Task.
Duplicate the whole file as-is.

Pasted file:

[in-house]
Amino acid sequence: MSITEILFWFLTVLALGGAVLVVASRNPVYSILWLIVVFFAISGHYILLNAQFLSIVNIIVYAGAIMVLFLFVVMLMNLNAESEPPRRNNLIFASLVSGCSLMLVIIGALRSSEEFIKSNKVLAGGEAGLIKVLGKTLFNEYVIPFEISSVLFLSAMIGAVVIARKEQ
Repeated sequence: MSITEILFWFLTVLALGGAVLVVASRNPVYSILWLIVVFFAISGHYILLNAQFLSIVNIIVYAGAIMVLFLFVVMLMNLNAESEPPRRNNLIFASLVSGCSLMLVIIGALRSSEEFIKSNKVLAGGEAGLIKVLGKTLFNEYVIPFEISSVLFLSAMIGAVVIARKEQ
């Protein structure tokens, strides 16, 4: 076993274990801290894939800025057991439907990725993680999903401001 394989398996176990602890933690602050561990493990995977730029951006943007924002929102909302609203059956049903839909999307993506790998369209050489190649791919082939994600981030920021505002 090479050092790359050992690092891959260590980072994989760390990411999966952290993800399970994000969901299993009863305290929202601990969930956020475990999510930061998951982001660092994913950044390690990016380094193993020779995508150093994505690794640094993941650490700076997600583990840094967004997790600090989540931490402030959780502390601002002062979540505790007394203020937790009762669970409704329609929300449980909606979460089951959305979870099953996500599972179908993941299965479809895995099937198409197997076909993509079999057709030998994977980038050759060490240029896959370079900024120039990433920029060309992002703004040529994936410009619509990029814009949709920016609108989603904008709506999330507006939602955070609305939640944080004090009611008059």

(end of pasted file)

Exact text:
[in-house]
Amino acid sequence: MSITEILFWFLTVLALGGAVLVVASRNPVYSILWLIVVFFAISGHYILLNAQFLSIVNIIVYAGAIMVLFLFVVMLMNLNAESEPPRRNNLIFASLVSGCSLMLVIIGALRSSEEFIKSNKVLAGGEAGLIKVLGKTLFNEYVIPFEISSVLFLSAMIGAVVIARKEQ
Repeated sequence: MSITEILFWFLTVLALGGAVLVVASRNPVYSILWLIVVFFAISGHYILLNAQFLSIVNIIVYAGAIMVLFLFVVMLMNLNAESEPPRRNNLIFASLVSGCSLMLVIIGALRSSEEFIKSNKVLAGGEAGLIKVLGKTLFNEYVIPFEISSVLFLSAMIGAVVIARKEQ
């Protein structure tokens, strides 16, 4: 076993274990801290894939800025057991439907990725993680999903401001 394989398996176990602890933690602050561990493990995977730029951006943007924002929102909302609203059956049903839909999307993506790998369209050489190649791919082939994600981030920021505002 090479050092790359050992690092891959260590980072994989760390990411999966952290993800399970994000969901299993009863305290929202601990969930956020475990999510930061998951982001660092994913950044390690990016380094193993020779995508150093994505690794640094993941650490700076997600583990840094967004997790600090989540931490402030959780502390601002002062979540505790007394203020937790009762669970409704329609929300449980909606979460089951959305979870099953996500599972179908993941299965479809895995099937198409197997076909993509079999057709030998994977980038050759060490240029896959370079900024120039990433920029060309992002703004040529994936410009619509990029814009949709920016609108989603904008709506999330507006939602955070609305939640944080004090009611008059």